In Pilar, a man slows his motorcycle and pulls alongside of me. “Here, have a mango,” he says in a mix of Spanish and English, handing me the fruit and roaring off. It’s mango season in the Philippines, a sort of unofficial holiday period where, for a month, it seems that everyone is eating mangoes. Other than Aurelio, the coconut seller 15 or so miles back, the mango man is the only Filipino along the route who acknowledges my existence. Only later will my Filipino friend Arlen Villanueva offer an explanation.
“They think you’re CIA,” he says. “During Ferdinand Marcos’ regime, when the U.S. Naval Base at Subic Bay was still in commission, Bataan was thick with the NPA, the New People’s Army, a Communist rebel organization. The NPA posed a threat to Subic and the Americans there. Consequently, CIA agents were all over the peninsula, trying to gather counterinsurgency information. The people living here today would not act against you, but old memories die hard. They will keep their distance.”
After covering perhaps 15 miles, I cross into tidal marshlands on a highway elevated above the swamp. Soon I come upon another Death March marker: 75 kilometers, about 45 miles. Just beyond it, boys sell crabs in stacks of three, wrapped tight with string, from bamboo-and-plywood stands. On the outskirts of Bacolor, a community three miles southwest of San Fernando, the landscape turns eerie: much of it is covered in a layer of thin, white ash. Bacolor, I learn, was directly in the path of the 1991 Mount Pinatubo eruption. The lava flows and volcanic-ash fallout hastened the closing, in 1992, of American military bases at Subic Bay and nearby Clark Field. As I pass the town’s reconstructed houses, now built on up to 15 feet of once-smoldering rock and ash, the roofs of still-buried shops, houses and churches jut from the grayish soil like buildings in a flood. More than a decade after the disaster, huge earthmovers and front-end loaders are still scooping ash.
It was near here, in San Fernando, that surviving POWs began what they called the Bataan Death ride, packed so tightly into narrow, 1918-vintage boxcars that there was no room to sit or even to fall down during the four-hour, 24-mile trip to the town of Capas. Dozens died of suffocation in the airless, rolling ovens. From Capas, the soldiers were forced to make a six-mile hike to CampO’Donnell, established just a few years earlier as a training post for the Filipinos.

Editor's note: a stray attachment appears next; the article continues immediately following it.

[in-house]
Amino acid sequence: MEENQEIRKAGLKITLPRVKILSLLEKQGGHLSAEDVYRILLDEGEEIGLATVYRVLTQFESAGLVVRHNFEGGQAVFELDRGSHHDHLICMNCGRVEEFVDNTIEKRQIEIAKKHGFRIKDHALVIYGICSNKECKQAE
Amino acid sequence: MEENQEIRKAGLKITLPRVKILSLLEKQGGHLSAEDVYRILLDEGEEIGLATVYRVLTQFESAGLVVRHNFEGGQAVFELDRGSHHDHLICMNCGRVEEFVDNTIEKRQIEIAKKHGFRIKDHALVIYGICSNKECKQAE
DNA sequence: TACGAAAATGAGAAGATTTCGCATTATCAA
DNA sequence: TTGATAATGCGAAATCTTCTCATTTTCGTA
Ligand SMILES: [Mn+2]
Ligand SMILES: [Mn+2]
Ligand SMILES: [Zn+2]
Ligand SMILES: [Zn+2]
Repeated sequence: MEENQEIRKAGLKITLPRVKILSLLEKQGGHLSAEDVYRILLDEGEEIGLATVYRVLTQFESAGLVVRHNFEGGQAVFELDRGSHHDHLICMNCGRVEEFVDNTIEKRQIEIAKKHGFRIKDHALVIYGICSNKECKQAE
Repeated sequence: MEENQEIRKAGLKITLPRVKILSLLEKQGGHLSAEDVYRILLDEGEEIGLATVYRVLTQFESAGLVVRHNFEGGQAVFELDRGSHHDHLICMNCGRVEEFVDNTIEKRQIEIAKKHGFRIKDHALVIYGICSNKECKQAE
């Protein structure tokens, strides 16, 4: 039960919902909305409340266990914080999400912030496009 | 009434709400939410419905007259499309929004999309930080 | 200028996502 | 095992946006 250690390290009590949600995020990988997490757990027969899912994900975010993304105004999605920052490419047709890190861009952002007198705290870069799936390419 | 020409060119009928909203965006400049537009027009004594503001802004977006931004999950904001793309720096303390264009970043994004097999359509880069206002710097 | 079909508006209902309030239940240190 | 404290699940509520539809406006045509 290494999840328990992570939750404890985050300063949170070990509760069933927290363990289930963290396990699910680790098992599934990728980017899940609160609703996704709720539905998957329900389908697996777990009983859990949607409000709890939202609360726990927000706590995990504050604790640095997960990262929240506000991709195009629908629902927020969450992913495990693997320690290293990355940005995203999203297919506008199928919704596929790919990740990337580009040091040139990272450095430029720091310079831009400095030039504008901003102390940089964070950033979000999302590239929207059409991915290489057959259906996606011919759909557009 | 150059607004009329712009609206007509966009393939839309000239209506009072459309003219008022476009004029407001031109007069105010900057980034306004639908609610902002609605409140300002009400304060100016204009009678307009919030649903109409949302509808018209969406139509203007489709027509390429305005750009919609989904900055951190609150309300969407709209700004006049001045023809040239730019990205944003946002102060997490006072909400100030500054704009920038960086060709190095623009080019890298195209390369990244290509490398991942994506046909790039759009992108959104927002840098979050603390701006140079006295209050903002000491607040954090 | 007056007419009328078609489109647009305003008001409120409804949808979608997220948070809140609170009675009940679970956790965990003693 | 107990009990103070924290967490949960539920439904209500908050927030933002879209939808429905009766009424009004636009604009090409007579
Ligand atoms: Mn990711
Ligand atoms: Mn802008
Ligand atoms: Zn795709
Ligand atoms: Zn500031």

By the time the men reached CampO’Donnell, at least 11,000 of the 70,000 had died along the way. Conditions in the camp were primitive. There was little shelter, sanitation or fresh water. (Only one spigot worked.) During the first three months at the camp some 1,500 Americans and 20,000 Filipinos would die of dysentery, malaria and malnutrition. “CampO’Donnell was an absolutely horrific place,” says Sides. “American soldiers had not experienced conditions so wretched since Andersonville prison camp during the Civil War. Of O’Donnell, one prisoner wrote that ‘Hell is only a state of mind; O’Donnell was a place.’ ”
No trains go to Capas these days; the tracks have disappeared, torn up or paved over as urban sprawl spread from Manila, 60 miles away. My friend Arlen Villanueva, who works as a driver, was born near CampO’Donnell and knows its history; he will take me there in his van, following the renamed MacArthur Highway north along the route of the former rail line. “There’s not much left of the old war here,” he says. “History has been covered by Pinatubo’s ash or obliterated by development. It’s strange how the past and its artifacts can vanish.”
At Capas, we turn onto a smaller road that winds pleasantly through small barrios of low stucco houses bordered by flame trees and red-flowering bougainvillea. Ahead, on the left, just past Marker 112, we come to a triangular marble monument built recently by the Philippine government in honor of veterans living and dead. The Capas National Shrine, as it is called, rises into the twilight sky. Then, just ahead, a yellow road sign reads, “Caution: Tank Crossing.” We have arrived at CampO’Donnell.
With its chain-link fence and a single structure—a whitepainted headquarters building—the camp looks like an army training outpost at the end of a long road in the middle of nowhere—pretty much just what it is. Beyond it, terraced hills lead to volcanic mountains. When Arlen and I explain why we’ve come here to an MP standing at a gate, he nods.
“There’s nothing left of the Death March concentration camp,” says the MP, Sgt. A. L. Dacibar. “But let me telephone headquarters to see if you can look around.” He steps into his guard shack for a moment. “OK,” he says, “you’re free to explore a bit.”
Inside, I stare across grassy hills shaved of trees. Sixty years ago Americans and Filipinos labored here virtually as slaves—burying their own dead—with little food and water. They had no medical care and were entirely cut off from the outside world. Survivor Manuel Armijo recalls that when he had first arrived in the Philippines in 1941, he tipped the scales at 150 pounds. After several months at CampO’Donnell, he says, “I weighed 80 pounds. We never got anything other than rice to eat, and didn’t get much of that. I also had long-term cases of dysentery, malaria and dengue fever.”